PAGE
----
Adam Bell is a Toronto area History college professor. He is a rather somber man, largely because he is stuck in a routine, which includes a relationship with his live-in girlfriend, Mary. While watching a rental movie, he spots an actor in a bit part that looks like him. He becomes obsessed with finding out about this double of his. He learns that the actor's stage name is Daniel Saint Claire, whose legal name is Anthony Claire. Claire is a Toronto based actor with only a few on-screen credits, and is married to a woman named Helen who is currently several months pregnant. Adam then becomes obsessed with meeting Claire, who he learns upon first sighting that they look exactly the same, from the facial hair to a scar each has, but Claire who outwardly is more "put together" than Adam. Their lives become intertwined as Claire himself ends up becoming obsessed with Adam, but in a slightly different way.Written by
The quote which precedes the film's opening - 'chaos is order yet undeciphered' - is taken from the source novel 'The Double' by José Saramago. See more »
When Adam uses Google to search for Fraser Ash, as he is typing the browser address bar already contains the URL for the search result; this should have been cleared, or changed before the shot. When he types the next two names, his previous searches are visible in the address bar as expected. See more »
[leaving a message]
Hello, darling, it's your mother. Thank you for showing me your new apartment. I'm worried about you. I mean, how can you live like that? Anyway, would you call me back? Let's get together again. I love you.
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Performed by Bob Kuban and The In-Men
Written by John Krenski
Published by Sony/ATV Acuff Rose Music (BMI) / Sony/ATV Music Publishing Canada (SOCAN)
All rights reserved. Used by permission.
Master recording courtesy of Hickory Music See more »
Smart and intriguing, but so resolutely oblique that it's hard to really care about how (oddly) it ends.
From The Prince And The Pauper through to Sweet Valley High, literature and fiction has held a particular fascination with the notion of doppelgangers: two (or more) individuals who are physically identical and yet fundamentally different, whether in personality or social station. Denis Villeneuve's Enemy, a psychologically-charged mystery that's more thoughtful than thrilling, explores the idea that there's someone else in the world who shares your face but has, seemingly, nothing else to do with you. It's fascinating, mostly, but also slow- moving and, ultimately, frustrating.
History professor Adam Bell (Jake Gyllenhaal) leads a dull, repetitive life: he lectures unappreciative kids about totalitarian dictatorships, has bursts of largely uncommunicative sex with his maybe-girlfriend Mary (Mélanie Laurent), and otherwise shuffles through the day in a lethargic haze. But everything in his humdrum existence changes when he watches an obscure movie in which, for a brief moment, he spots himself. Turns out he has a doppelganger: a not entirely successful actor by the name of Anthony St. Claire. Adam becomes obsessed with meeting Anthony, and soon their lives become irretrievably entangled.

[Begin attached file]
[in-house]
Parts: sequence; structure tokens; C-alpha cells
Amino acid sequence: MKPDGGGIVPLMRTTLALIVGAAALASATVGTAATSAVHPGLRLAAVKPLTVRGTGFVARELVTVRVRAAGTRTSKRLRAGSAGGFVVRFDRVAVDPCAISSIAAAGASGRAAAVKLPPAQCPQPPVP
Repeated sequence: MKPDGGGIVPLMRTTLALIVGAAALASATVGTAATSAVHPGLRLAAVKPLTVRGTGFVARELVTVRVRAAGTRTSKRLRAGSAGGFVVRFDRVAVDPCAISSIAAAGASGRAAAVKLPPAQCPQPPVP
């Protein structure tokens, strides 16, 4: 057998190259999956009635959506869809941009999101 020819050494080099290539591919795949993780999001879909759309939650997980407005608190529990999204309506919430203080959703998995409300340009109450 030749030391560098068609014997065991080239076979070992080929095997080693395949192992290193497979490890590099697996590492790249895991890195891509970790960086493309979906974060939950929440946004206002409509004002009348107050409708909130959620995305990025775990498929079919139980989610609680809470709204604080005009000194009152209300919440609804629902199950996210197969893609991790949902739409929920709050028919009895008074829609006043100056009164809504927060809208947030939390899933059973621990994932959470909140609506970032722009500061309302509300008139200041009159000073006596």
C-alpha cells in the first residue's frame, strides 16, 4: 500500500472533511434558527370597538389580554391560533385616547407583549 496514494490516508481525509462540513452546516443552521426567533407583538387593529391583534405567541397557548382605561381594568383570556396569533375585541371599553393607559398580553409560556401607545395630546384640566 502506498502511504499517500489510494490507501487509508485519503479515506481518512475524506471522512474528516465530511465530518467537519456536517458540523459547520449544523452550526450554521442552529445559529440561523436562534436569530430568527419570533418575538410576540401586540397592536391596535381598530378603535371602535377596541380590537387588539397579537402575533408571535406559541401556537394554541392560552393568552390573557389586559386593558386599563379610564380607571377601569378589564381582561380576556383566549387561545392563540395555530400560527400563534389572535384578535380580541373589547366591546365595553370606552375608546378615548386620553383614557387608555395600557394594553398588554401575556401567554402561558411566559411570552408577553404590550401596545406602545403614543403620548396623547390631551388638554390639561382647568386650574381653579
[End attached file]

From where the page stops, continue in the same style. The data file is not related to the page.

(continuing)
There are many ways to play a scenario like this one: Enemy could easily have been a broad farce (just add in pratfalls and double-takes), or a heart-stopping thrill ride (mix in life-threatening cases of mistaken identity). But Villeneuve has chosen a determinedly glum, very philosophical approach to Adam's dilemma. He frets to his mother (a nicely-cast Isabella Rossellini) about the possibility that he has a twin, and finds himself in a worryingly intimate situation with Anthony's pregnant wife Helen (Sarah Gadon), but high drama proves elusive until the final ten minutes or so. The resulting film, soaked in shades of yellow, is moody and considered, its pace bordering on the languid as Adam stumbles through his existential crisis.
Anyone looking for easy answers or a clear message will be disappointed. Enemy is very much what you make of it: it's packed with ideas that are never fully explored, about lives never lived and the notion of identity, which audiences can pick apart at their own leisure. In fact, the film ends just when a more mainstream, accessible version of this story might begin. The final shot is less cathartic than outright puzzling, underscoring the completely alien life into which Adam has stumbled once he chose to hunt down Anthony.
Whatever you make of the film, there's no denying that this is some of the best work Gyllenhaal has done in his career to date. He inhabits his two characters very well, slipping into Adam's despondent skin as easily as he finds Anthony's brash confidence. This is really his film, but he receives capable support from Laurent, who breathes personality into a paper-thin character. She helps make it particularly intriguing that, when it really matters, Mary - despite having a less apparently happy relationship with Adam - proves better able to tell the two men apart than Helen.
Almost boldly, Enemy refuses to go down any of the routes you might expect when a man stumbles upon his exact double by chance. It doesn't plunge into sci-fi territory, suggesting they're clones; nor does it dip into the melodrama of hinting that they might be twins separated at birth. Instead, it baldly states the fact - there are two men with Gyllenhaal's face in the world - and drifts after the revelation in a determinedly art-house manner, refusing to tie up any loose ends or offer any simple conclusions. It makes for a compelling film, if not a particularly satisfying one.
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